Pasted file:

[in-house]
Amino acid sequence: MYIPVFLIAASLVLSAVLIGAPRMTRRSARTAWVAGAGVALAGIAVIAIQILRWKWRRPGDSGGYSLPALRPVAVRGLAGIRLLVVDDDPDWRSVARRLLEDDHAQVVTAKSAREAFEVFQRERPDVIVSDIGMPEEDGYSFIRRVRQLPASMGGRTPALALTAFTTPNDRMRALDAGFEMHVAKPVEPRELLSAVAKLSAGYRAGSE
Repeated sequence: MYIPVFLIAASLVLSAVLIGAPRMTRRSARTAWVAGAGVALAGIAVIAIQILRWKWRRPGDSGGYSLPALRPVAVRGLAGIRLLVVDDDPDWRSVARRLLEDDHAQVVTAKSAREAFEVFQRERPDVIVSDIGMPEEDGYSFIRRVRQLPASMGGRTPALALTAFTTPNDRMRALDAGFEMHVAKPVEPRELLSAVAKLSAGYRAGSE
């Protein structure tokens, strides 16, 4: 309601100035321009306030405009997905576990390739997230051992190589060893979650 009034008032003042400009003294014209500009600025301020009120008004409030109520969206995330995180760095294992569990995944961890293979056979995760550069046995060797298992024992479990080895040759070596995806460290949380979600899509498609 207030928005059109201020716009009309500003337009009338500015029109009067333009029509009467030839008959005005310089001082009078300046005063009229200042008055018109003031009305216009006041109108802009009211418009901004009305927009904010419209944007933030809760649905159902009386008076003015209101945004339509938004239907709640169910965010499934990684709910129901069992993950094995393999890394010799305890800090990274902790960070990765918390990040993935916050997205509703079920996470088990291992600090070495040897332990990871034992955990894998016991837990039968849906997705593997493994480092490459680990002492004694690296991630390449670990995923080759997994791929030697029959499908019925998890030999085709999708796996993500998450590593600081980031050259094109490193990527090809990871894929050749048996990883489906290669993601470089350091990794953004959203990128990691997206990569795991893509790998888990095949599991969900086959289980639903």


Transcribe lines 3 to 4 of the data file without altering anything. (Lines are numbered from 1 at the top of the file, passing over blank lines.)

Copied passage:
Repeated sequence: MYIPVFLIAASLVLSAVLIGAPRMTRRSARTAWVAGAGVALAGIAVIAIQILRWKWRRPGDSGGYSLPALRPVAVRGLAGIRLLVVDDDPDWRSVARRLLEDDHAQVVTAKSAREAFEVFQRERPDVIVSDIGMPEEDGYSFIRRVRQLPASMGGRTPALALTAFTTPNDRMRALDAGFEMHVAKPVEPRELLSAVAKLSAGYRAGSE
């Protein structure tokens, strides 16, 4: 309601100035321009306030405009997905576990390739997230051992190589060893979650 009034008032003042400009003294014209500009600025301020009120008004409030109520969206995330995180760095294992569990995944961890293979056979995760550069046995060797298992024992479990080895040759070596995806460290949380979600899509498609 207030928005059109201020716009009309500003337009009338500015029109009067333009029509009467030839008959005005310089001082009078300046005063009229200042008055018109003031009305216009006041109108802009009211418009901004009305927009904010419209944007933030809760649905159902009386008076003015209101945004339509938004239907709640169910965010499934990684709910129901069992993950094995393999890394010799305890800090990274902790960070990765918390990040993935916050997205509703079920996470088990291992600090070495040897332990990871034992955990894998016991837990039968849906997705593997493994480092490459680990002492004694690296991630390449670990995923080759997994791929030697029959499908019925998890030999085709999708796996993500998450590593600081980031050259094109490193990527090809990871894929050749048996990883489906290669993601470089350091990794953004959203990128990691997206990569795991893509790998888990095949599991969900086959289980639903």